If you’ve ever wondered how real people would react to an alien invasion, the coronavirus pandemic is providing some clues.
We had, first, the crisis building up quietly against the backdrop of everything else that was going on at the time. Sports, movies, politics and the election all kept going while the story started to gain traction in the background. People were mostly oblivious to the threat.
Then the crisis breaks out. Scary headlines splash worldwide. March Madness canceled! Stranger Things delayed! Leaders start to take action, and others start sniping at them. The public mostly reacts to the threat based on the leaders’ public statements. You want me to Netflix and chill? M’kay, I can do that. What’s this tiger thing I keep hearing about?
Now we’re at the loony conspiracy stage. Either the threat isn’t real, or if it is real, it’s related to some other thing that’s also controversial but entirely irrelevant to the crisis at hand.
5G cell coverage, which makes communication a whole lot faster, is also controversial. Coronavirus is this mysterious thing that’s wrecking people’s health and the global economy. It’s forcing us all to stay home, locked in with our weirdest thoughts.
So I give you…the “5G is making coronavirus worse” conspiracy theory. And it’s cuckoo.
Telecom masts that enable the next generation of wireless communication were set on fire in the U.K. in recent days, apparently by people motivated by a theory that the tech helps spread the coronavirus. Investors are taking note.
“Most will laugh at this scientifically unproven claim, but we should not underestimate public worry about potentially adverse health impacts of 5G due to radiation, and thus a possible drag on the 5G progress in democratic countries,” analysts led by Edison Lee at Jefferies Financial Group Inc. said in a note on Sunday.
Look, people are getting bored being cooped up watching their savings dwindle while they occasionally foray outside to fight for toilet paper. We’ve all watched Tiger King and we’re past its train-wrecks and its memes now. I get it. What I don’t really get is why celebrities think pushing this nonsense is a good career move for them. Such as actor Woody Harrelson:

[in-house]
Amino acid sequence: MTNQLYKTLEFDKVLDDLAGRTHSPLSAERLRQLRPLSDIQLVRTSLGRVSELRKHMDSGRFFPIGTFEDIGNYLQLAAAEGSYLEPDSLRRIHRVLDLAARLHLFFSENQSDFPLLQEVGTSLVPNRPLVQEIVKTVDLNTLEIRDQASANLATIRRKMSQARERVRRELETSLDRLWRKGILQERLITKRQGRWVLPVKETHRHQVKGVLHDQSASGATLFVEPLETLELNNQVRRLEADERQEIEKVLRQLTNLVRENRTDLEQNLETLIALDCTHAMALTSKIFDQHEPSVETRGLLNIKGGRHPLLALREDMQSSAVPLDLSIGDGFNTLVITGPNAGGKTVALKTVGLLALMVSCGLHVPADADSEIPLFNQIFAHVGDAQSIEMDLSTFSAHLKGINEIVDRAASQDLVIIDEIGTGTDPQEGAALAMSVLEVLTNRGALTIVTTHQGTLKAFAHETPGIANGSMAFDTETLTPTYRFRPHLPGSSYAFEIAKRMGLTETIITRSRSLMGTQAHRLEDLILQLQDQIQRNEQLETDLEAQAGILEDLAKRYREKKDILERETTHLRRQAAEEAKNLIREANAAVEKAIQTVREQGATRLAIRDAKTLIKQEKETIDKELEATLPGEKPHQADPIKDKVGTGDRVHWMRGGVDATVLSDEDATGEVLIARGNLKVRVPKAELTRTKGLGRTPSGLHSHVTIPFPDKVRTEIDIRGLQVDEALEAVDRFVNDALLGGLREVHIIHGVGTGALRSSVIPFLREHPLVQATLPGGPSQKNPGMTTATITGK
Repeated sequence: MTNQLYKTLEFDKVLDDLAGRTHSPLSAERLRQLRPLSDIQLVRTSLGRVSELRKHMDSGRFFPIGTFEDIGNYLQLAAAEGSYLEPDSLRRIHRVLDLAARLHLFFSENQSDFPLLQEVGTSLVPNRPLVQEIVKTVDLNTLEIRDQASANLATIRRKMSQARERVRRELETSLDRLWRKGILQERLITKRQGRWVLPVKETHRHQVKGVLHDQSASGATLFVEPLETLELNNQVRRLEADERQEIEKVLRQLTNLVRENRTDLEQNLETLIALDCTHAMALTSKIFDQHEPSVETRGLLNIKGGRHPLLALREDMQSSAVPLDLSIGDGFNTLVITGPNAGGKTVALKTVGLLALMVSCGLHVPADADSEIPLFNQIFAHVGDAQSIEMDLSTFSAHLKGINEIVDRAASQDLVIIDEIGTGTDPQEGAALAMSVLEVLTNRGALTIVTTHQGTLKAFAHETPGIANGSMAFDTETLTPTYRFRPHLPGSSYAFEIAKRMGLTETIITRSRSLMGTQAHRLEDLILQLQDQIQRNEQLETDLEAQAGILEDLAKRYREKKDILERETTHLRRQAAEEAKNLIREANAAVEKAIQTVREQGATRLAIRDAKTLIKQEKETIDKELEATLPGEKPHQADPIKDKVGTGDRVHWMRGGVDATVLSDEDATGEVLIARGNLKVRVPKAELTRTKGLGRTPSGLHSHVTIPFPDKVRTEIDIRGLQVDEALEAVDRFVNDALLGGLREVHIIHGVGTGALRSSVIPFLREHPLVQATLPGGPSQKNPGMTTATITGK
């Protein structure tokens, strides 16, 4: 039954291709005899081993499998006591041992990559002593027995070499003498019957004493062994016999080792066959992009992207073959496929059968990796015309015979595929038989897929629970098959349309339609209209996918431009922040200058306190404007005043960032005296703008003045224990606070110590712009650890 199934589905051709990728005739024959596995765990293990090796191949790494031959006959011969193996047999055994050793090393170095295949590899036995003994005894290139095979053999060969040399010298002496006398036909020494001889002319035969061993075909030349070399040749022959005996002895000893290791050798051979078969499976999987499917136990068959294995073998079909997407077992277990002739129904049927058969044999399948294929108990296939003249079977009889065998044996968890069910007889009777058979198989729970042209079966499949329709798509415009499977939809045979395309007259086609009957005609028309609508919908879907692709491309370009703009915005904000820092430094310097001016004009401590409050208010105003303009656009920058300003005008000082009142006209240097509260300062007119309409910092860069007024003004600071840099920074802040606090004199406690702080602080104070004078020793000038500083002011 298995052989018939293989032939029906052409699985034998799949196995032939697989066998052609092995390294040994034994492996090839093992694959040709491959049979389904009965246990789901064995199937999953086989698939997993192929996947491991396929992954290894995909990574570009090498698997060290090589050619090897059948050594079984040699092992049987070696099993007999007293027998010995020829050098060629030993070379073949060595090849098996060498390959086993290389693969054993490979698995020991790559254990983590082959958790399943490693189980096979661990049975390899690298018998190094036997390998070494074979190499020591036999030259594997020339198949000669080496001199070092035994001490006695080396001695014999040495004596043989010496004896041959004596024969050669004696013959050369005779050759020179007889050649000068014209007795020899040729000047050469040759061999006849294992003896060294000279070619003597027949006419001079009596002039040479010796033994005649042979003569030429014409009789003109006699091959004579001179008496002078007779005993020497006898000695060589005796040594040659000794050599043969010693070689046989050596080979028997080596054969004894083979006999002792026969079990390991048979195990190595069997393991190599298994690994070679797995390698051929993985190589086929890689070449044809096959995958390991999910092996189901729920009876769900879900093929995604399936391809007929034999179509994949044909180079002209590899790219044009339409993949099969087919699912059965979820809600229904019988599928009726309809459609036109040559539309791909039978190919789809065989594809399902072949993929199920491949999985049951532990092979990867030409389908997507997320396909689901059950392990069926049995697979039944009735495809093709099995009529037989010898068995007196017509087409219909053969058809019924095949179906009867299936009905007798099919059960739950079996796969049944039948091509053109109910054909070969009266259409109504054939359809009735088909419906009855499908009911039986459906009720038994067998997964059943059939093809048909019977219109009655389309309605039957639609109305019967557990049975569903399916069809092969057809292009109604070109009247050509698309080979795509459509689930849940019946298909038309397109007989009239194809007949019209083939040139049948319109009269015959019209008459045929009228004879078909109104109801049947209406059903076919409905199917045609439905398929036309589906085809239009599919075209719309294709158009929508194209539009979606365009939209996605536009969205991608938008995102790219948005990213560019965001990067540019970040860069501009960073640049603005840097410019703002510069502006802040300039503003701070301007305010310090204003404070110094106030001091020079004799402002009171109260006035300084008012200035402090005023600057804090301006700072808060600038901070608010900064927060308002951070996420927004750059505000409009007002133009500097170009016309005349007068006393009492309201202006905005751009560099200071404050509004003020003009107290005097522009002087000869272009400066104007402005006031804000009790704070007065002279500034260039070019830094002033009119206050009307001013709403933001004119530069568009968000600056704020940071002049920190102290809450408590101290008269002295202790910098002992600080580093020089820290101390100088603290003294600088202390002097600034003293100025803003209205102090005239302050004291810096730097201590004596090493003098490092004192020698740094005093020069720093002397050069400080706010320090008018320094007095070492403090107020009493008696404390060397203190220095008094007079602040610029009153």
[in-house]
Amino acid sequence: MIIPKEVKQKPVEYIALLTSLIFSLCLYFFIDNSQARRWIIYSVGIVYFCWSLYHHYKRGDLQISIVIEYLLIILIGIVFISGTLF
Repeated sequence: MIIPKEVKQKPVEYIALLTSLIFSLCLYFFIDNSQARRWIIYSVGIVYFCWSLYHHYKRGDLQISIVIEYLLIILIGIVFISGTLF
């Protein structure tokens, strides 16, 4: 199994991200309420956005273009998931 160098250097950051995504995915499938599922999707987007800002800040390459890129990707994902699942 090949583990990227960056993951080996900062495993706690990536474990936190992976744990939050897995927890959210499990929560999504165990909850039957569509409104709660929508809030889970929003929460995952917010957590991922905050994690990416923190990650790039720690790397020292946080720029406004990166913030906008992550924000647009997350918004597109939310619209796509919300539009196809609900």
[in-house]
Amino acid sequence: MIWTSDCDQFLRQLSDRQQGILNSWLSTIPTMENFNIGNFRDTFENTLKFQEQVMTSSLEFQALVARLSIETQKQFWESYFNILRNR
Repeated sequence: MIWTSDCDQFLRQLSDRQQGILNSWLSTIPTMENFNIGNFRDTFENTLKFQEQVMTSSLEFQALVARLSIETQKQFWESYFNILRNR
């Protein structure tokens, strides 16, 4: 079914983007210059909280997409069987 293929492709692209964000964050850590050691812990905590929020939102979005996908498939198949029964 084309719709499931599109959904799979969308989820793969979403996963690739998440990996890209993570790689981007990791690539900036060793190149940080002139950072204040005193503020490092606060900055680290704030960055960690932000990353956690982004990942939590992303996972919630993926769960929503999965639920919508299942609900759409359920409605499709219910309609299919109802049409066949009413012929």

Former “Cheers” TV star Woody Harrelson recently posted a report “about the negative effects of 5G” and its supposed role in the coronavirus pandemic to his more than 2 million Instagram followers.
“I haven’t fully vetted it I find it very interesting,” he wrote of the report claiming that “5G radiation” is “exacerbating” the contagion’s spread and making it more lethal.
“I haven’t fully vetted it…” Just how would Woody go about vetting whether the radio waves emanating from 5G towers make a virus more or less virulent in the human body? Maybe I’m bored too, but I’d really like to see how that works. There’s even a way to tie Joe Exotic into it. Let’s get it on Netflix, stat!
Woody Harrelson can be joined in the lab by rapper M.I.A.
Singer M.I.A. has also repeatedly tweeted about her fears over 5G — recently saying that even if it does not cause COVID-19, it “can confuse or slow the body down in healing process as body is learning to cope with new signals wavelength s frequency etc @ same time as Cov.”
The “Paper Planes” rapper even posted a photo of one of the burning towers.
“People in England are setting fire to it. They should just turn it off till after the pandemic!” she wrote.
Welcome to Crazy Town. People are setting fire to these things because science classes failed them, deductive reasoning is all but dead, and because celebrities (who are now just about our only remaining authority figures) are giving this garbage its day in the sun.
For what it’s worth, Iran is one of the world’s hardest-hit COVID-19 hot zones. There’s no 5G there. Now, we can either let Woody Harrelson loose to figure this out, or we can just note that the virus originated in China (are we still allowed to say that?), Iran and China are allies and massive trading partners, so there’s a lot of travel between the two. Does Occam’s Razor work anymore?
Bryan Preston is the author of Hubble’s Revelations: The Amazing Time Machine and Its Most Important Discoveries.